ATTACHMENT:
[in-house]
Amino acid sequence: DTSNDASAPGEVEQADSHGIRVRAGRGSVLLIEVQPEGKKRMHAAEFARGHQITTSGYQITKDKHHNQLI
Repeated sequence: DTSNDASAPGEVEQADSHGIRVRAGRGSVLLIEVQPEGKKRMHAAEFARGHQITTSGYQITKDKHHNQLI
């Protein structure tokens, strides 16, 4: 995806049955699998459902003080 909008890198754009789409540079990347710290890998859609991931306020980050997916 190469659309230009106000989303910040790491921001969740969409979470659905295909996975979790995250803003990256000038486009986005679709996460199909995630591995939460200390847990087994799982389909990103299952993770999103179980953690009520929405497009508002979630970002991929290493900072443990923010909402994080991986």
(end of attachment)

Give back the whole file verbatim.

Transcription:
[in-house]
Amino acid sequence: DTSNDASAPGEVEQADSHGIRVRAGRGSVLLIEVQPEGKKRMHAAEFARGHQITTSGYQITKDKHHNQLI
Repeated sequence: DTSNDASAPGEVEQADSHGIRVRAGRGSVLLIEVQPEGKKRMHAAEFARGHQITTSGYQITKDKHHNQLI
């Protein structure tokens, strides 16, 4: 995806049955699998459902003080 909008890198754009789409540079990347710290890998859609991931306020980050997916 190469659309230009106000989303910040790491921001969740969409979470659905295909996975979790995250803003990256000038486009986005679709996460199909995630591995939460200390847990087994799982389909990103299952993770999103179980953690009520929405497009508002979630970002991929290493900072443990923010909402994080991986």